At the close of our fac-similes of the various types used by Caxton, we havegiven a few lines from the two editions of the Bartholomæus we have been describing, with the view of enabling others to judge how far we may be correct in not decidedly considering the latter of them to be the edition referred to by Wynkyn de Worde. We can hardly suppose, however, that he would have made a statement ofso positive a nature without good foundation for so doing; but, as even the statement made in the Cologne Chronicle of 1499, respecting the origin of printing, has caused so much controversy as to its literal meaning, a question naturally arises, whether the statement of Wynkyn de Worde was not founded upon some conversation with his old master, Caxton, who, when relating his early typographical labours, alluded to his having assisted, when learning the business of a printer, in the composition of an edition of Bartholomæus, with the view, at the same time, of improvinghis knowledge of the Latin language. Though the mechanical art of composing the type is not generally practised as a means of education, yet such a man as Caxton might have gathered knowledge from the book of which he was setting up the types. Had he printed on his own account an edition of so large a work, we cannot believe that he would have been silent upon the subject. If the edition, the one referred to as in the possession of our friend, could be proved to have been issued at Cologne, then would the meaning intended to be conveyed as to Caxton by Wynkyn de Worde, be fully borne out, that edition being the only one known to which stated by him will apply.
Some of the type used by Caxton was of the same manufacture as that claimed by John Brito, of Bruges, as having been invented and made by of imitating the precise character of the writing in a manuscript possessed by him.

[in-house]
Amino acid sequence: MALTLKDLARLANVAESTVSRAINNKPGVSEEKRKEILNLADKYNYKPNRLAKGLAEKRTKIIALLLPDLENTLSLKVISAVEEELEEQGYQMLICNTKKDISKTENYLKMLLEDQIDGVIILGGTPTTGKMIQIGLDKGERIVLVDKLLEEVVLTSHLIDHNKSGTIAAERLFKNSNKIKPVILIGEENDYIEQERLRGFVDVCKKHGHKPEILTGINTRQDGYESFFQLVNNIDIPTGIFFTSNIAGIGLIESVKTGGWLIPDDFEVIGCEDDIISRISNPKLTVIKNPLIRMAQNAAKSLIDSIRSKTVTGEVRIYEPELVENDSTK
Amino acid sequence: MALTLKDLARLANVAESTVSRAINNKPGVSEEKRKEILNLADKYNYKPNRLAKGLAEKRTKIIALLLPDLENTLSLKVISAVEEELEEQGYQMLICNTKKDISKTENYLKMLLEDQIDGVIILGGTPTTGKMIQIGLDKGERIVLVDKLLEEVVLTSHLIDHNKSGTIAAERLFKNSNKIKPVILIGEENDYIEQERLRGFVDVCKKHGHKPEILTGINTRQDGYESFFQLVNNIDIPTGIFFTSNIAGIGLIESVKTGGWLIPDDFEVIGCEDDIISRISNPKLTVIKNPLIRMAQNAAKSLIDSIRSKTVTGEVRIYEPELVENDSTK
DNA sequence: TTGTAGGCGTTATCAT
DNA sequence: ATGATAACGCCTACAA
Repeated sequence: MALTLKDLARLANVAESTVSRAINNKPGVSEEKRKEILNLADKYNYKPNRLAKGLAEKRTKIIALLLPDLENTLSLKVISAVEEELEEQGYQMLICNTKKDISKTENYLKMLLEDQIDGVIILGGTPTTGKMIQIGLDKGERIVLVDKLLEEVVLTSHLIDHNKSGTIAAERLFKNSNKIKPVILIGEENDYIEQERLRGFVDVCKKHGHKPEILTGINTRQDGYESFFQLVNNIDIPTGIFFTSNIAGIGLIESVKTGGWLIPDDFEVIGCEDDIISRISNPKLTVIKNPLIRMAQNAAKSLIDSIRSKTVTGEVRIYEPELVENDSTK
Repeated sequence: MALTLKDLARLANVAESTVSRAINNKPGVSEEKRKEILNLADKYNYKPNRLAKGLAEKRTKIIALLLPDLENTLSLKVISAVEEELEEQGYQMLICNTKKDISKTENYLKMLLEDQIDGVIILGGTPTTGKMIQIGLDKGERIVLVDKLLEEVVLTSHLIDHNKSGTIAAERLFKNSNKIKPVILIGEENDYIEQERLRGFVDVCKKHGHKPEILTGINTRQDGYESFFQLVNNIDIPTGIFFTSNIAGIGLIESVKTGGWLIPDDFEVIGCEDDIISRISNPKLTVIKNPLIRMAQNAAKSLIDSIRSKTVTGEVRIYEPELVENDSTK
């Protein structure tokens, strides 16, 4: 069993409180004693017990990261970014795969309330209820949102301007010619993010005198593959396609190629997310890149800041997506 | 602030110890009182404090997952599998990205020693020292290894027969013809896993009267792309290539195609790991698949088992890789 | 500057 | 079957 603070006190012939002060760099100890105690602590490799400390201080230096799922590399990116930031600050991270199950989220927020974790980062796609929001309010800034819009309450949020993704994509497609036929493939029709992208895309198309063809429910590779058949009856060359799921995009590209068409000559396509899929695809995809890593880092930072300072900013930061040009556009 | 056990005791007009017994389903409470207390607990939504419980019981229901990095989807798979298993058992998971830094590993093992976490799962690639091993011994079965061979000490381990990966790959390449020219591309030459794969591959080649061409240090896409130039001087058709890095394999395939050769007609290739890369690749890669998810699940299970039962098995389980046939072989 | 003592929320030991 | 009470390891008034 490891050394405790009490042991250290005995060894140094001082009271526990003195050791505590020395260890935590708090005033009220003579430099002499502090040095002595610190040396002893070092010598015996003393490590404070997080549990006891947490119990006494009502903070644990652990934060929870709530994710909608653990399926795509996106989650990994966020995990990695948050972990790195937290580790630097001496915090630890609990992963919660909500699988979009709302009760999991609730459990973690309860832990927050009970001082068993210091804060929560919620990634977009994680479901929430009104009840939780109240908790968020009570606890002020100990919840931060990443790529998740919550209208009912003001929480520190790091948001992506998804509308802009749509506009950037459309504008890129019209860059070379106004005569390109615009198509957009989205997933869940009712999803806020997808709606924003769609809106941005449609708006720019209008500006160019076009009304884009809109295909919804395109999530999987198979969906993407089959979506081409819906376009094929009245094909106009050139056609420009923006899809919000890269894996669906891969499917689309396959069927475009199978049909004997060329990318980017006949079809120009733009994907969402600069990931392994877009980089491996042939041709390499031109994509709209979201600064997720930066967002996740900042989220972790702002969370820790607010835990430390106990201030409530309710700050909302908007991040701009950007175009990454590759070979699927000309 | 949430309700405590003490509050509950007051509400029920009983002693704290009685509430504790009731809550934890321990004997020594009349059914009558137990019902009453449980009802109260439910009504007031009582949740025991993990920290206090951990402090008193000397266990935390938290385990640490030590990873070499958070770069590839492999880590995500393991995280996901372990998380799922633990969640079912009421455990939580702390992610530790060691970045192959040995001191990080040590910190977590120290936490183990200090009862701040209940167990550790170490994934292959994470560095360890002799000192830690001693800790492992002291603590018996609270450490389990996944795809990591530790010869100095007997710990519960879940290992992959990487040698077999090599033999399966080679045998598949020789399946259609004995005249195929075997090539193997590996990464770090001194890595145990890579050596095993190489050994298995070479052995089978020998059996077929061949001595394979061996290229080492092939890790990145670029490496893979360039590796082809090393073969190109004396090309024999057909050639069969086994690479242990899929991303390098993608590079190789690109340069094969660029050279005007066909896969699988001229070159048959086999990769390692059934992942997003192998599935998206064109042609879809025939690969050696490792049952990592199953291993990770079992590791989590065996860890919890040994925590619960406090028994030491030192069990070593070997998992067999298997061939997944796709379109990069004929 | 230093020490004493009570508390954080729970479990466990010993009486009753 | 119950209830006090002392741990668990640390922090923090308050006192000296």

Now we know that Caxton dwelt for many years at Bruges, where, in 1468, he commenced his, translation of the Histories of Troy. It is not, therefore, unreasonable to suppose that he must have been well acquainted with Brito.
John Brito did not put forth his labours with the same bombastic flourish as did Veldener, and, in some instances, other of the early Printers. He modestly stated in a colophon,
"Aspice presentis scripture gracia que
Confer opus opere, spectetur codice codex.
Respice q~ munde q~ terse qq3 decore
Imprimit hec civis bruge[n]sis brito Johan[n]es,
Invenie[n]s artem nullo monstra[n]te mira[n]dam,
Instrume[n]ta quoq. non minus laude stupe[n]da."
Behold what elegance is due to this writing
Compare work with work (letter with letter ), examine
Manuscript with manuscript (one copy with another ).
Consider how cleanly, how neatly, how handsomely,
John Brito, citizen of Bruges, prints these works,
Discovering a wonderful art, nobody having shewn him;
And also the astonishing instruments (the type ) no less praiseworthy.
There has only been one work discovered as having been printed by Brito, that to which the preceding colophon is appended. It occurred at the sale of the library of the learned Meerman, at the Hague, June 1824. It is now in the Imperial Library at Paris, whence the fac-simile6 we gave of the two varieties of type used by him were taken. It is a srnall quarto volume, of four gatherings of eight leaves each, the first and last leaf blank. It has twenty-five lines in a full page, the heads of the chapters being printed in red. It commences, "C'est cy la coppie des deux grans tableaus esquelx tout le contenu de ce livre est en exscript ," &c. The paper-marks are the Hand with fleur-de-lis above, as in the Delft Bible of 1477, and other books of that time.
The learned bibliographer, Santander, particularly mentions this work7, and in [p. 94] doing so endeavours to shew that Brito was not a printer, but merely a caligrapher; and further, that as the work is printed in a type similar to that used by Veldener at Utrecht, he thinks that it was issued from his press, viewing the Latin lines at the close of the work as merely relating to a manuscript production of John Brito. In order to support such an opinion, Santander repudiates the universally acknowledged typographical meaning of the word "imprimit ," adopted by Brito, considering that the word was not used in its usual sense, but merely as scripsit might equally have been. But Brito would not have made use of the word "instrumenta ," or "artem mirandam ," if he had intended to refer to mere writing , an art, as applied . to the copying of MSS., which gradually ceased to be practiced after the invention of printing. Santander appears to have been led into the discussion about Brito in consequence of a brochure from the pen of M. Ghesquiere, who desired to place Brito among the claimants to the invention of the Art of Printing.